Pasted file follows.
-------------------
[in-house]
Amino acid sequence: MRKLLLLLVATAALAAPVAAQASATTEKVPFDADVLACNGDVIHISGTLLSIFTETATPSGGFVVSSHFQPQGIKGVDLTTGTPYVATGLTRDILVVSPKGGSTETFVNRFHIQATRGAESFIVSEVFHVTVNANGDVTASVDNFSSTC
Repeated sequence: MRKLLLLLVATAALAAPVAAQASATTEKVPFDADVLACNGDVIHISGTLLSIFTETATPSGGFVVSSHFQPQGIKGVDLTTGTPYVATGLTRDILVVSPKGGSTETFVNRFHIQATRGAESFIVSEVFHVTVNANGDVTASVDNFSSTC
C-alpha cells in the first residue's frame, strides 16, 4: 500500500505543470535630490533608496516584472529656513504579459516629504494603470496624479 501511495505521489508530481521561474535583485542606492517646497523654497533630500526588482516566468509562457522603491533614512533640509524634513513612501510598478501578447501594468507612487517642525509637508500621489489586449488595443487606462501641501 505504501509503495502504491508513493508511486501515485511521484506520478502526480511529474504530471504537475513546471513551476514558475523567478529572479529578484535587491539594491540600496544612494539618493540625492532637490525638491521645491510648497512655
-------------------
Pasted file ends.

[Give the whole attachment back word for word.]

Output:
[in-house]
Amino acid sequence: MRKLLLLLVATAALAAPVAAQASATTEKVPFDADVLACNGDVIHISGTLLSIFTETATPSGGFVVSSHFQPQGIKGVDLTTGTPYVATGLTRDILVVSPKGGSTETFVNRFHIQATRGAESFIVSEVFHVTVNANGDVTASVDNFSSTC
Repeated sequence: MRKLLLLLVATAALAAPVAAQASATTEKVPFDADVLACNGDVIHISGTLLSIFTETATPSGGFVVSSHFQPQGIKGVDLTTGTPYVATGLTRDILVVSPKGGSTETFVNRFHIQATRGAESFIVSEVFHVTVNANGDVTASVDNFSSTC
C-alpha cells in the first residue's frame, strides 16, 4: 500500500505543470535630490533608496516584472529656513504579459516629504494603470496624479 501511495505521489508530481521561474535583485542606492517646497523654497533630500526588482516566468509562457522603491533614512533640509524634513513612501510598478501578447501594468507612487517642525509637508500621489489586449488595443487606462501641501 505504501509503495502504491508513493508511486501515485511521484506520478502526480511529474504530471504537475513546471513551476514558475523567478529572479529578484535587491539594491540600496544612494539618493540625492532637490525638491521645491510648497512655